Anderson, you have to understand this. These are groups that are very difficult to have an honest and reasonable conversation with. You'll have folk who are affiliated with FAMU and with this band who will simultaneously say, we really grieve for Robert Champion and his family and then pivot and saying well, he shouldn't have consented to this and the band can't go away. You know, when did these organizations become so sacred that we can't have conversations about banning them from our campuses because nothing else worked?

COOPER: So why is this different, though, than what happens at, you know, fraternities across the country or white fraternities? JONES: You know, there are so many theories on that and we would need a whole lot longer to discuss that, but it is clear that it is different. It's much more physical, and again, the white Greeks do haze, but not as physical as the black Greeks, and we do not have the manifestations that we see at HBCU bands, at PWI bands, predominantly white institution bands. We simply don't see that behavior.

COOPER: And the other thing I was really struck by that you said last night is, you think the only way to stop this is to eliminate the organization totally, to eliminate the band. I mean, that's not really a practical solution, though, is it?

JONES: I disagree. I don't think -- I think it is a practical solution. You know when you have talks about eliminating bands or eliminating Greeks, people talk like this hasn't happened. This has happened at universities throughout this country.

They have been private schools, the Colbys, Bowdoin College, Williams, Princeton, they have eliminated the Greek systems and I'm sure they would eliminate bands if they were behaving in the way that these the bands are behaving.

So there are school that have done this. Now, it is much more difficult at public universities and this is why I said not only do we need college and university administrators but we also need elected officials to get involved in producing new laws that are going to speak to this because of right of association laws, so I don't think that it is something that is beyond the pale.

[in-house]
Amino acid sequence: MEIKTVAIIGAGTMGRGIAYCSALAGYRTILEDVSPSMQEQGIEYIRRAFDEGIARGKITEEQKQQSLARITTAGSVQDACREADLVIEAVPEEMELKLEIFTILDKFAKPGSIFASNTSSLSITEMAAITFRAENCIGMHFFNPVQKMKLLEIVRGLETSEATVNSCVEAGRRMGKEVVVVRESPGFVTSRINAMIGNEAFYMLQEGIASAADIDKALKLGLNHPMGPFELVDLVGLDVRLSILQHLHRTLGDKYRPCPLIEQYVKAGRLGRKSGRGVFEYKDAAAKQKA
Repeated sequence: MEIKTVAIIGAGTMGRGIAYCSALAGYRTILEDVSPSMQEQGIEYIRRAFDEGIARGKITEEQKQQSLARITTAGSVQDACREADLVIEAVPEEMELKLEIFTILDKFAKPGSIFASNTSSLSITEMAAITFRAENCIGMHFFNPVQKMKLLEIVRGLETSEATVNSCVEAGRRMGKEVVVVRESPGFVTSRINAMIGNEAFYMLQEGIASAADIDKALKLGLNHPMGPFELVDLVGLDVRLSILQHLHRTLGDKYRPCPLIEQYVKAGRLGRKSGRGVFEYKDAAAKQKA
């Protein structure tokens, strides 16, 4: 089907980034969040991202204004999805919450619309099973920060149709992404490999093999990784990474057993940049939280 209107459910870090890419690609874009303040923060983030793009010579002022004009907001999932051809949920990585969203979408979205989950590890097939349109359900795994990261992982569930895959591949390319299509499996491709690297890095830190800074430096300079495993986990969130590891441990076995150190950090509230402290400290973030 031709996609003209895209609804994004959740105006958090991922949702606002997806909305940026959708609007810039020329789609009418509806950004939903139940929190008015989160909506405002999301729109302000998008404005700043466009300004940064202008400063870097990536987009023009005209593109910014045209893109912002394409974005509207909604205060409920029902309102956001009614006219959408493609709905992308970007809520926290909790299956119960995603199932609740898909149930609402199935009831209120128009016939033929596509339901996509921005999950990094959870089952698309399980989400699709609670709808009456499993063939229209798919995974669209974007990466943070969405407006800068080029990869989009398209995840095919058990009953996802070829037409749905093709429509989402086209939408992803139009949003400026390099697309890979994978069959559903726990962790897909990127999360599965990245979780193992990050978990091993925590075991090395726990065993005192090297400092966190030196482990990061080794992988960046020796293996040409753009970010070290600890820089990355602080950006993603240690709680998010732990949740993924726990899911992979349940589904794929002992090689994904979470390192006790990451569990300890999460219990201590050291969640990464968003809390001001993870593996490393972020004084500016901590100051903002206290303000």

I understand that I'm the minority in making that argument. I'm certainly not making any friends in the band or from FAMU or in black Greek organizations, and I frankly don't care, because the point is, what are we going to do to preserve the lives of our students in our universities throughout the country?

I think that's more important than the preservation of a Greek system or a band, and I really do wonder with folks who pivot and argue for these organizations and argue for these processes, what would they do and what would they say and how would they feel if they got a phone call at 3: 00 in the morning saying that their son or their daughter had been beaten to death in one of these organizations? I think the argument would be very different.

COOPER: It's fascinating. Professor Ricky Jones, I appreciate you being on again, thank you.

JONES: Thank you.

COOPER: Just ahead breaking news out of Washington, late word of a deal on keeping the government running and doing what lawmakers could have done months ago. We'll head to Capitol Hill for the very latest on that.

And still to come a really strange twist to the Penn State child sex abuse scandal. A lawyer for Jerry Sandusky who's facing more than 50 counts of sexual assault says his clients was showering with young boys because in some cases juvenile delinquents or young teens need -- quote -- "basic hygiene skills." We're going to talk to that lawyer in a bit.

Plus, bail is denied -- the Academy Award-winning actor finds out that in China. He finds out that celebrity does not open all doors. We'll be right back.


COOPER: We have some breaking news out of Washington on the budget deal.

Let's check in with Kate Bolduan, who is monitoring what is going on.

Kate, what are you hearing?


Well, some very significant developments here in the Capitol late this evening. First off, I will tell you that we're told by Democratic sources that a government shutdown is almost certainly been averted as the negotiators of this massive spending bill that would take the government and fund the government through the year 2012, they are signing that conference report as it's called but basically signing off on this funding bill this evening.